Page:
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His Holiness the Dalai Lama inside a shop during a brief stopover for rest  on a roadtrip from Kyoto to Koyasan, Japan, where he delivered Buddhist teachings,  April 13, 2013/Photo/Office of Tibet, Japan
His Holiness the Dalai Lama responds as Ven. Suguri Kouzui, Dean of Shuchiin University, offers prostration before a talk at the university in Kyoto, Japan on April 10, 2014. Photo/Office of Tibet, Japan
Tibetans hold a candle light vigil after news of a self immolation protest by a Tibetan nun in Bathang County in Kham, Tibet, reached India. McLeod Ganj, March 30, 2014, Phayul Photo/Kunsang Gashon
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Tibet again cut-off from outside world ahead of Party Congress
Phayul[Saturday, September 15, 2012 13:34]
DHARAMSHALA, September 15: China has once again cut off Tibetan areas from the outside world with fresh travel restrictions on foreign visitors.

According to several tour operators, China stopped issuing travel permits for foreign visitors from September 1, Travel Weekly reported.

The restrictions, the third time this year alone, follows closely on the heels of recent announcements of multi-million dollar tourist projects in the region, aimed at promoting Tibet as a world tourist destination.

Although the duration and the reason behind the latest move is not officially known, observers believe that the restrictions could be part of precautionary measures in the lead-up to the 18th Chinese Communist Party Congress, due to take place sometime in late 2012.

“Right now, China is not allowing anybody in,” Will Weber, co-founder and co-director of Journeys International, told Travel Weekly.

“Last year they did the same thing,” Anita Captain, director of Greaves Tours said. “Last year it lasted for a month and this year, no idea. They don’t give a reason.”

In June, China stopped issuing travel permits to outside visitors just ten
days after the May 27 self-immolation protests by two young Tibetans, Dorjee Tseten and Dargye, in the nation’s capital Lhasa.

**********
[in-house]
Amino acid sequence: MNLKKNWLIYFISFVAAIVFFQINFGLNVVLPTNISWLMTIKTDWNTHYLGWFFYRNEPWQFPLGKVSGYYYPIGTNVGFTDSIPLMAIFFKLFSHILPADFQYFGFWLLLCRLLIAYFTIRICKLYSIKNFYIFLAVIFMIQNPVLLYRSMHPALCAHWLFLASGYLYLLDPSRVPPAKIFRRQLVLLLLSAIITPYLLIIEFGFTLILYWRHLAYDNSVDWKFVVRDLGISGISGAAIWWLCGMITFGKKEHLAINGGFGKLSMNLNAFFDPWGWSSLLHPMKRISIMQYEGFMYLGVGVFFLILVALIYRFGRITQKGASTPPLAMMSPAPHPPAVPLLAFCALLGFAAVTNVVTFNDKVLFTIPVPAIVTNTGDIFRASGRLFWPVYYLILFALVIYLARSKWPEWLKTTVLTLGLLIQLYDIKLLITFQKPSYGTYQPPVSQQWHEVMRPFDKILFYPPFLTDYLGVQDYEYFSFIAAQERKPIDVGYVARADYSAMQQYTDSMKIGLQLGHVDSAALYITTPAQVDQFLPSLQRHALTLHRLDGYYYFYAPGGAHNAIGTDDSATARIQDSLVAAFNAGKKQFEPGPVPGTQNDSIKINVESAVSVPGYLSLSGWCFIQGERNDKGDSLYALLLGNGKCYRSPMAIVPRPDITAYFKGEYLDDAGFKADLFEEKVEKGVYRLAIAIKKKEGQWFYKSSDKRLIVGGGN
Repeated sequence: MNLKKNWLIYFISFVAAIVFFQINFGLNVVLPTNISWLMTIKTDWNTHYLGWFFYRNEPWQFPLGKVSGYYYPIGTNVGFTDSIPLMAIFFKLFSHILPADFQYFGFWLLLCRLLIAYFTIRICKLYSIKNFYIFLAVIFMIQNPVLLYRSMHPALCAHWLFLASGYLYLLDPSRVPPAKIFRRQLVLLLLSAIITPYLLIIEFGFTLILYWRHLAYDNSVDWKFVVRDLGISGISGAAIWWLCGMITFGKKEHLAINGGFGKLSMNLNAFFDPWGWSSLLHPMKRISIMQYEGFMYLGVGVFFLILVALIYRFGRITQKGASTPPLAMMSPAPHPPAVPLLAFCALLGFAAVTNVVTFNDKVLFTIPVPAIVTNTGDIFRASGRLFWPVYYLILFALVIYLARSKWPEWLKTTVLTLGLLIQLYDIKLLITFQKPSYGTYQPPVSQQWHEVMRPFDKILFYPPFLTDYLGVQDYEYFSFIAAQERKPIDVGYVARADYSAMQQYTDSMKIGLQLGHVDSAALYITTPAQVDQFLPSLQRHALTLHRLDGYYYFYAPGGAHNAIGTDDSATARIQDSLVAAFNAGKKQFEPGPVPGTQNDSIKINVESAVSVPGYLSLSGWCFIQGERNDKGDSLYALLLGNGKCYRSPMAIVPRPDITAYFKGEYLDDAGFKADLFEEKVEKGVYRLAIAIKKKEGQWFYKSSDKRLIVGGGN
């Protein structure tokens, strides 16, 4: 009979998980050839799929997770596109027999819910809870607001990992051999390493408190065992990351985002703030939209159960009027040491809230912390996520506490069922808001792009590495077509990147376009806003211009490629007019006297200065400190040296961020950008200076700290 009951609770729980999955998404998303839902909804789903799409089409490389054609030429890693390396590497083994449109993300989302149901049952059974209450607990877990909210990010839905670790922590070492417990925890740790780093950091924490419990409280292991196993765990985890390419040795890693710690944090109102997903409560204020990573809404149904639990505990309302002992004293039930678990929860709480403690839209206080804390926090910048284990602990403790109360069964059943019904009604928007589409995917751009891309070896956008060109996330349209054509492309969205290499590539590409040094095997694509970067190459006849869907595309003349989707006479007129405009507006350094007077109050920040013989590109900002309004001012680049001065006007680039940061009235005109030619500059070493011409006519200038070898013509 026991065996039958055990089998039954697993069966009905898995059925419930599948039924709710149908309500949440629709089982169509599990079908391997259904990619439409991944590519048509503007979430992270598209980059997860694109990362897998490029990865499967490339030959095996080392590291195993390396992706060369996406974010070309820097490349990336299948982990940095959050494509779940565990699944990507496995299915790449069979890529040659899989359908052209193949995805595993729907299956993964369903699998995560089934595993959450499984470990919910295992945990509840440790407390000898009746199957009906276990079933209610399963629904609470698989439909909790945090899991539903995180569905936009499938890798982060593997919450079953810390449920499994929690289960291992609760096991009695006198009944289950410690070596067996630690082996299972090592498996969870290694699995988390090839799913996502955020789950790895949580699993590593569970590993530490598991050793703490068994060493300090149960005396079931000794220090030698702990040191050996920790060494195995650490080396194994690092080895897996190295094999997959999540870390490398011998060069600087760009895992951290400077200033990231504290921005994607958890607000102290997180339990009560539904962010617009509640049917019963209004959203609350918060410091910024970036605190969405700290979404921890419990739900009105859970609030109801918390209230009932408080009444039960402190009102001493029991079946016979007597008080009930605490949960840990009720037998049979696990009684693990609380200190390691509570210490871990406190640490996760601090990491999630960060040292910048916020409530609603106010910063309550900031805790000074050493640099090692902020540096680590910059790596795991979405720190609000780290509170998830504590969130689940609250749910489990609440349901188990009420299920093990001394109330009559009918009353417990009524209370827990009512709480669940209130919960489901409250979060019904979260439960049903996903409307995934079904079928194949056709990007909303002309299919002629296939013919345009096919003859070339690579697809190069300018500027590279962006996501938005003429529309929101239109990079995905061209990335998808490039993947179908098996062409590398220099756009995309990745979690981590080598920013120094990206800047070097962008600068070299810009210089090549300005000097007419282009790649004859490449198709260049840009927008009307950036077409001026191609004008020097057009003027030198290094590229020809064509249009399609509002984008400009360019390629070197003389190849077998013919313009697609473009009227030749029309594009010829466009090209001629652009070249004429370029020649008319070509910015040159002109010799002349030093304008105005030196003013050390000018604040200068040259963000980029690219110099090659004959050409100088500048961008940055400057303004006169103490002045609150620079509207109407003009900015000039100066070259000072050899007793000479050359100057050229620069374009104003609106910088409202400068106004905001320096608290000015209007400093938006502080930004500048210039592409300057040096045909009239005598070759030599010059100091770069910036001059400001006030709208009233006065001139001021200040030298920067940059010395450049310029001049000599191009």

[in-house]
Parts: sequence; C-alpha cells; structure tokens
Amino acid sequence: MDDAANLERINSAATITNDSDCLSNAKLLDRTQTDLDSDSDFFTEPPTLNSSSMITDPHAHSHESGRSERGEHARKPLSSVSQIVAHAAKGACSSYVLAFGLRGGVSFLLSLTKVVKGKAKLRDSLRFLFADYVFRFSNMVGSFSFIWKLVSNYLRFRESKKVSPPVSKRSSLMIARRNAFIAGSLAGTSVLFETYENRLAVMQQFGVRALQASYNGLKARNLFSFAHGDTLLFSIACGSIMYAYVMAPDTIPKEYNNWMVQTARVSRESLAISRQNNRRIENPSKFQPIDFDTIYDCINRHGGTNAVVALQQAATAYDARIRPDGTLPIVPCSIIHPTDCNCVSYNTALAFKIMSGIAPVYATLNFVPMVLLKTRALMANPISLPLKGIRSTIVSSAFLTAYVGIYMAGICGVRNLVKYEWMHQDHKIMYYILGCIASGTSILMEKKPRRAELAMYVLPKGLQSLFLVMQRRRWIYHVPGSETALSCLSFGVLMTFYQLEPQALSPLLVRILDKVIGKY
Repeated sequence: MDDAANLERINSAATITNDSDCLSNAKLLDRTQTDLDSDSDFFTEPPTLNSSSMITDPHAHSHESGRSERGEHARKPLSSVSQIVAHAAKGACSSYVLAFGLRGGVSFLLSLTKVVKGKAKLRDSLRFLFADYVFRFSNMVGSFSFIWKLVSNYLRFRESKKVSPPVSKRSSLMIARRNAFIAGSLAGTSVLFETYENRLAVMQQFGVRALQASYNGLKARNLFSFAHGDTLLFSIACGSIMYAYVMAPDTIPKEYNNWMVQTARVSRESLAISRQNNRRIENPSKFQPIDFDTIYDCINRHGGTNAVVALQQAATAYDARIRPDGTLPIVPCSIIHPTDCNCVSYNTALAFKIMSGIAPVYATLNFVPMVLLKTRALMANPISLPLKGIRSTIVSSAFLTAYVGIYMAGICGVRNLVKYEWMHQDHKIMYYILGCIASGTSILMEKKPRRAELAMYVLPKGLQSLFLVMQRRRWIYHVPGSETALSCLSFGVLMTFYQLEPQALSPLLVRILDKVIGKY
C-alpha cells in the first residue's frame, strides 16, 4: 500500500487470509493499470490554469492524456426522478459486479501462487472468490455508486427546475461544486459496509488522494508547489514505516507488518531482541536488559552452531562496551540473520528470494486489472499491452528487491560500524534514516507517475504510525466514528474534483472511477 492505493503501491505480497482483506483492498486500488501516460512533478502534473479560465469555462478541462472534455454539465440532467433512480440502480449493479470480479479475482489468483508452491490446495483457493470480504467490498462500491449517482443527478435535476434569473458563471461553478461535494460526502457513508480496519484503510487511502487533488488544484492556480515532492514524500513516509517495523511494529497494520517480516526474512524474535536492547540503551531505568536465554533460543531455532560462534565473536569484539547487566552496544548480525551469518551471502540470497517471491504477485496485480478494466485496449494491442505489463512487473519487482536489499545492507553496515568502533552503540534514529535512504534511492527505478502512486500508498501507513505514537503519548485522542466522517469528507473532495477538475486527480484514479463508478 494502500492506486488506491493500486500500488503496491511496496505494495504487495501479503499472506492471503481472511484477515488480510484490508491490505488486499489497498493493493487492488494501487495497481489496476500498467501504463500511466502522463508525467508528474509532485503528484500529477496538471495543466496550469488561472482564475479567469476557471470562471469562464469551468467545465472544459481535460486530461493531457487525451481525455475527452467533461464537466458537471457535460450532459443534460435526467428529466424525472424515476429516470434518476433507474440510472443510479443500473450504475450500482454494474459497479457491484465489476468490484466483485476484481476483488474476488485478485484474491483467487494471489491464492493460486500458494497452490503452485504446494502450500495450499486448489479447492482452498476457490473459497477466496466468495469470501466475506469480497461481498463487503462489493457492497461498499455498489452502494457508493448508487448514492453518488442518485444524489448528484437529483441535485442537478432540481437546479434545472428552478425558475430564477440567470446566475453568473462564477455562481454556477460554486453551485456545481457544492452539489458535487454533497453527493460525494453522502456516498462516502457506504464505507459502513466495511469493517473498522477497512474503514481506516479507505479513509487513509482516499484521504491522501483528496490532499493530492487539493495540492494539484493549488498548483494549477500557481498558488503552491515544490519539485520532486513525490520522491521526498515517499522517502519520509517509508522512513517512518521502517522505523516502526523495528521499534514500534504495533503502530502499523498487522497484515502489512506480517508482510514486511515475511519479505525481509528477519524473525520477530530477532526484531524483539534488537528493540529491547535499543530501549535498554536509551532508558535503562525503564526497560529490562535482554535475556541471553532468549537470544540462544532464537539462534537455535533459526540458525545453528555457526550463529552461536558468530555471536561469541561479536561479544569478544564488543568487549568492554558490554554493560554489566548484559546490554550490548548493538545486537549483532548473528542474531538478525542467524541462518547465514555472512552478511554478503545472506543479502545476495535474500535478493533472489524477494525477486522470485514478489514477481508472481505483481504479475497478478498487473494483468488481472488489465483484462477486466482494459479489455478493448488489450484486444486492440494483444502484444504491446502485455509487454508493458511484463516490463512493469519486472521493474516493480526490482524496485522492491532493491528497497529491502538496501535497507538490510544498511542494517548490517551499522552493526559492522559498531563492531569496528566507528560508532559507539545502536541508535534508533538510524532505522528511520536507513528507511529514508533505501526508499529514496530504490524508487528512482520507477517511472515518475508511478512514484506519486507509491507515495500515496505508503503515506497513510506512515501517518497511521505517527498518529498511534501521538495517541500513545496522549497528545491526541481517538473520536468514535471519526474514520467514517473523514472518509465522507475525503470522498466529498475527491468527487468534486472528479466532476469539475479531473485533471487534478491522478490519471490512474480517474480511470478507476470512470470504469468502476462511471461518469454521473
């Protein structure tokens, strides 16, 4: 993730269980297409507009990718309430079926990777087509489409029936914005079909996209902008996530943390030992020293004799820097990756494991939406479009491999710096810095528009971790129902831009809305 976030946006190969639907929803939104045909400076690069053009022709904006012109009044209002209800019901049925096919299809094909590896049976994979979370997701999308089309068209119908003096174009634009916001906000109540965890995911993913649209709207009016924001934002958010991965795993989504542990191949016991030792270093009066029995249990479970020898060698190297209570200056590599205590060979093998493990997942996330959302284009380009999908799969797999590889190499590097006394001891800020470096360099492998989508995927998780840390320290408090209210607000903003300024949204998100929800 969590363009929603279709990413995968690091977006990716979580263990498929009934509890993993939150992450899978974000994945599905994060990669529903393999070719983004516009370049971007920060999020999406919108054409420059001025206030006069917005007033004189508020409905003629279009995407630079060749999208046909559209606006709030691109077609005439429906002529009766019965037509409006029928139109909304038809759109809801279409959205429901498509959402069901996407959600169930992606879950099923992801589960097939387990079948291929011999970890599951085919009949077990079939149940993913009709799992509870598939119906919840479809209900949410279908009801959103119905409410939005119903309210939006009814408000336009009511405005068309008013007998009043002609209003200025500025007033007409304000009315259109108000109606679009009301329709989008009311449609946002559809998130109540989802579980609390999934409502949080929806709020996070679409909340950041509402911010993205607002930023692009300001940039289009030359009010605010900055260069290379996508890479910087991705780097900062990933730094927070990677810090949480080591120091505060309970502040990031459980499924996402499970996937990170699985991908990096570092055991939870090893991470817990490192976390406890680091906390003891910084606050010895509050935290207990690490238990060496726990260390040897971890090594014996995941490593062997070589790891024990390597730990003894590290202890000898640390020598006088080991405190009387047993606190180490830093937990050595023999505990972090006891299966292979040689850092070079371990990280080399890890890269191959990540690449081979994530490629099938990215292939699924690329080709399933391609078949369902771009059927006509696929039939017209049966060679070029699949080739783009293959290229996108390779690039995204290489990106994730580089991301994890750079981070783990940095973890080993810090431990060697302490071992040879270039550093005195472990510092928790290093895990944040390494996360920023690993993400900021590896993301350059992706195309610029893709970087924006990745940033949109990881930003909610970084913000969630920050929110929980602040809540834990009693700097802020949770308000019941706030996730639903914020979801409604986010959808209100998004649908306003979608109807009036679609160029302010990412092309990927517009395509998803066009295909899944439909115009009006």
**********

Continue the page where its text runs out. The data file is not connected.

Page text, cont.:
Earlier this year Tibet was again cut off beginning mid-February through March, encompassing two important events; the Tibetan New Year from February 22-24 and the Tibetan national uprising day commemorated on March 10.

China had made obtaining permit for travel to Tibet more stringent by requiring that people travel in a group of five or more, and all be of the same nationality. As of August the Tibet Tourism Bureau still restricted permits from being issued to citizens of six countries: UK, Norway, Korea, Austria, the Philippines and Vietnam.

Following the ongoing wave of self-immolations in Tibet, Chinese authorities have implemented a massive security drive aimed at expelling Tibetans from eastern Tibet and also from outside Lhasa to their native regions.

The global rights group Human Rights Watch in a July release noted that China’s “extreme measures” adopted in response to the May 27 self-immolation protests could further “deepen” tensions in the region.

“This arbitrary expulsion of people because of their ethnicity or place of birth is clearly discriminatory and violates their basic rights to freedom of movement and residence,” HRW said.

Phayul had earlier reported that Tibetans from eastern Tibet and outside Lhasa, including those who have lived in Lhasa for many years with permanent residence and businesses, are being forcibly expelled.

Chinese security agencies are stopping and searching Tibetans in Lhasa, asking them to produce five different kinds of official papers to legalise their stay in the capital city, failing which they are being sent back to their native villages and towns.
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